Abstract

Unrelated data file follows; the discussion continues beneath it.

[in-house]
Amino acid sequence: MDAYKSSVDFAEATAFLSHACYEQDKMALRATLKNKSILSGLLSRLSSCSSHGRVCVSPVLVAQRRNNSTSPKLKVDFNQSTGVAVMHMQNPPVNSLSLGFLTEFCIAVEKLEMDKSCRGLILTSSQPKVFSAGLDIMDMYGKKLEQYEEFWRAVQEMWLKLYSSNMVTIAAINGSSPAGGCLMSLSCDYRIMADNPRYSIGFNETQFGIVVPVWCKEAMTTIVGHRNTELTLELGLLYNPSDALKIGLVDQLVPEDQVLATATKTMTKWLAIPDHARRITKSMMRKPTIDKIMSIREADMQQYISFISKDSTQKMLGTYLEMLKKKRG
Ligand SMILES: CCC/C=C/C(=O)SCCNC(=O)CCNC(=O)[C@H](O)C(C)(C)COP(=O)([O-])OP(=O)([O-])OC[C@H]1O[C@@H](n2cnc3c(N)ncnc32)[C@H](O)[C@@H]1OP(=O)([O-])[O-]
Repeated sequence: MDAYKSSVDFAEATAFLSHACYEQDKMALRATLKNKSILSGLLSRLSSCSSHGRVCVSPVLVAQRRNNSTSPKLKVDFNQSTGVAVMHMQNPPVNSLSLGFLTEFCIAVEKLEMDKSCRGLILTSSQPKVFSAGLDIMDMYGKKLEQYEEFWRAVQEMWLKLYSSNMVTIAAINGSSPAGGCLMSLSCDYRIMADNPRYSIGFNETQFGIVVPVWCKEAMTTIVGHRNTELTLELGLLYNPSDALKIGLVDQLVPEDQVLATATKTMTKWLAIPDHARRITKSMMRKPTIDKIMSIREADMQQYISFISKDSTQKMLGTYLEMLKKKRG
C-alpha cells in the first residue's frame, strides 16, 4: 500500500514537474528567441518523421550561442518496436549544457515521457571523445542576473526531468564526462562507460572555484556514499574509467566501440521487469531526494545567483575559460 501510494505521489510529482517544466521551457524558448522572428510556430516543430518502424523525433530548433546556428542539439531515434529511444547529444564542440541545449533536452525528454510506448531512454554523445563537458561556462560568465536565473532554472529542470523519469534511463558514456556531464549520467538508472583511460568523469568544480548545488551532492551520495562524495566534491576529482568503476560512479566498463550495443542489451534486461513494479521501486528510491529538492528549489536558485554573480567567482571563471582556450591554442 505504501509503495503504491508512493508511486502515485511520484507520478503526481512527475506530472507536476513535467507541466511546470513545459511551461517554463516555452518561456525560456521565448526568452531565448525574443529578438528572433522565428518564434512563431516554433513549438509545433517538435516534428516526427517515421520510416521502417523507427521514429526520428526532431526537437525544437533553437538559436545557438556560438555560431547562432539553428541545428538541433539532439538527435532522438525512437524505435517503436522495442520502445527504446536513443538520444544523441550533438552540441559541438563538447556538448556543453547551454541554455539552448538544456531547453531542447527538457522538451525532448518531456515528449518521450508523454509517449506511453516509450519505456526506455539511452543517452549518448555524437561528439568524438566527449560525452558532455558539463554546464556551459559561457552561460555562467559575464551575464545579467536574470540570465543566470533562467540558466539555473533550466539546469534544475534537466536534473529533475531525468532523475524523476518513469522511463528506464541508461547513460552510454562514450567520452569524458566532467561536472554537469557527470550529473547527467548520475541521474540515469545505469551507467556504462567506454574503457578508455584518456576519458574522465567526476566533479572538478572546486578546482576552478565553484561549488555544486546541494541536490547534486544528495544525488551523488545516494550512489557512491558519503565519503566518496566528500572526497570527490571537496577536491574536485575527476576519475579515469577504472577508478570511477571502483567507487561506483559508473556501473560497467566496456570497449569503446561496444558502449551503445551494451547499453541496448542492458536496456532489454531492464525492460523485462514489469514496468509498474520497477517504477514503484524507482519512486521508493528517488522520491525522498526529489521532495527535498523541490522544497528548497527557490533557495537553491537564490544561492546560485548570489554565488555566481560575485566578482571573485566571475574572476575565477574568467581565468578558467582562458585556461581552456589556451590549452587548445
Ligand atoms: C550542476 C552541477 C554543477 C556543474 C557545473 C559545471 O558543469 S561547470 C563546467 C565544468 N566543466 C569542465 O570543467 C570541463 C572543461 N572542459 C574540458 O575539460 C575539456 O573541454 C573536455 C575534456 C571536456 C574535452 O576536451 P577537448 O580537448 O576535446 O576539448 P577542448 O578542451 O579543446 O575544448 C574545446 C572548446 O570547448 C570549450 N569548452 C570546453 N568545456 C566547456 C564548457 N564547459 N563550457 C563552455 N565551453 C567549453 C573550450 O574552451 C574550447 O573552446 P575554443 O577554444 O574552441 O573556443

Three-dimensional seismic reflection data are used to investigate the geometry, scale, and distribution of structures within large clasts (megaclasts) contained within a Tertiary mass transport deposit, Santos Basin, offshore Brazil. Normal faults and folds are observed within the megaclasts; the folds are typically best developed toward either the frontal or lateral margins of the clasts. The highly variable map-view orientation of these structures, their relative ages, and their relationship to the geometry of the basal shear surface indicate that the structures developed during both the motion and arrest of the parent flow. This study indicates that megaclasts may be deformed despite the associated flow being cohesive and lacking turbulence. Deformation is related to local differential shear within the viscous body of the flow and mechanical interaction of megaclasts with the basal shear surface.

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